Doctor's Notes on Achilles Tendon Rupture
The Achilles tendon is a large ropelike band of fibrous tissue in the back of the ankle that connects the calf muscles to the heel bone. When the calf muscles contract, the Achilles tendon is tightened, pulling the heel, which provides the ability to point the foot and stand on tiptoe. An Achilles tendon rupture refers to a complete tear through the tendon, which usually occurs about 2 inches above the heel bone.
Symptoms of Achilles tendon rupture include sudden and severe pain at the back of the ankle or calf (may be described as "being hit by a rock or shot" or "like someone stepped onto the back of my ankle"), the sound of a loud pop or snap may be heard, and a gap or depression may be felt and seen in the tendon about 2 inches above the heel bone. The initial pain, swelling, and stiffness may be followed by bruising and weakness. The pain of an Achilles tendon rupture may lessen quickly. Standing on tiptoe and pushing off when walking is impossible.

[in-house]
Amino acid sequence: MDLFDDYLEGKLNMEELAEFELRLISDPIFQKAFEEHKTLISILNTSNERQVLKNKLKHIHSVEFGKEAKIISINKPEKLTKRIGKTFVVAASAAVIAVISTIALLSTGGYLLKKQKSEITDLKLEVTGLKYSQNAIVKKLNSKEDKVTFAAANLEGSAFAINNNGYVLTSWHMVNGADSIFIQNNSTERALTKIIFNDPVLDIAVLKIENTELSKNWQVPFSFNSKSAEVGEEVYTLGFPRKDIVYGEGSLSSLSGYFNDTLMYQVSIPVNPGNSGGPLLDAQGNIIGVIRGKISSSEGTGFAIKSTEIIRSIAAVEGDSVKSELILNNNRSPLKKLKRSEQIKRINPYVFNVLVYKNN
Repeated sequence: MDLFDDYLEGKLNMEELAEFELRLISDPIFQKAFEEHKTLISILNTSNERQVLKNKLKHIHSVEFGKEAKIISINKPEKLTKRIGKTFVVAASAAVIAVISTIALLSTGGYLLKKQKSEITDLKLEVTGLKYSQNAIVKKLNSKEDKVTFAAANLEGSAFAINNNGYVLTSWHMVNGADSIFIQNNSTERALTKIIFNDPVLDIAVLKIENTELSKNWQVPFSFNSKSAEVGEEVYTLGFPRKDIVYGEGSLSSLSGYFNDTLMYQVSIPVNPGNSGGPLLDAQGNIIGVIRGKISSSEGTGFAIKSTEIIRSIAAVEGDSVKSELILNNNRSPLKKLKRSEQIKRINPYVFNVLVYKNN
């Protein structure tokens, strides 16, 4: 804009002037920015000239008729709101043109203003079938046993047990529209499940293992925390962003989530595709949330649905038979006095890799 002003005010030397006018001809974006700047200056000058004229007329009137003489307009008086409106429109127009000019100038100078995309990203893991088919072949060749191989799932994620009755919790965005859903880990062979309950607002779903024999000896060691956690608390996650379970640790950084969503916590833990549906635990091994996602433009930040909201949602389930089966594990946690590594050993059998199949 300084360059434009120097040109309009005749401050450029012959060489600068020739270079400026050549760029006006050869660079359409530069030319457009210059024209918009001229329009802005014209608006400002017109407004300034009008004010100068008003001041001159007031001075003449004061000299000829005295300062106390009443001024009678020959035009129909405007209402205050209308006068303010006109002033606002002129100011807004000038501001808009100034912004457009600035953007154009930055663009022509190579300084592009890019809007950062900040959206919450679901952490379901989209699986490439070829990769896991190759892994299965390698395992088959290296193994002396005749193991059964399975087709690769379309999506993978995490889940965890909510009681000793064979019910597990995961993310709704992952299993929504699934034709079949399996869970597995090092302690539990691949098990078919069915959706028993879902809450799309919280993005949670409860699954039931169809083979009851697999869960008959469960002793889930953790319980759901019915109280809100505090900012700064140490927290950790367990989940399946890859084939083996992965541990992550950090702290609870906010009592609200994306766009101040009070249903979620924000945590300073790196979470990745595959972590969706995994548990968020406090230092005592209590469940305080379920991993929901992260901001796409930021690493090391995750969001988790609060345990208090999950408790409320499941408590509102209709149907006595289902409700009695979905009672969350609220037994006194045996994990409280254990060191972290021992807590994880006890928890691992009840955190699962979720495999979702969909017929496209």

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Kasper, D.L., et al., eds. Harrison's Principles of Internal Medicine, 19th Ed. United States: McGraw-Hill Education, 2015.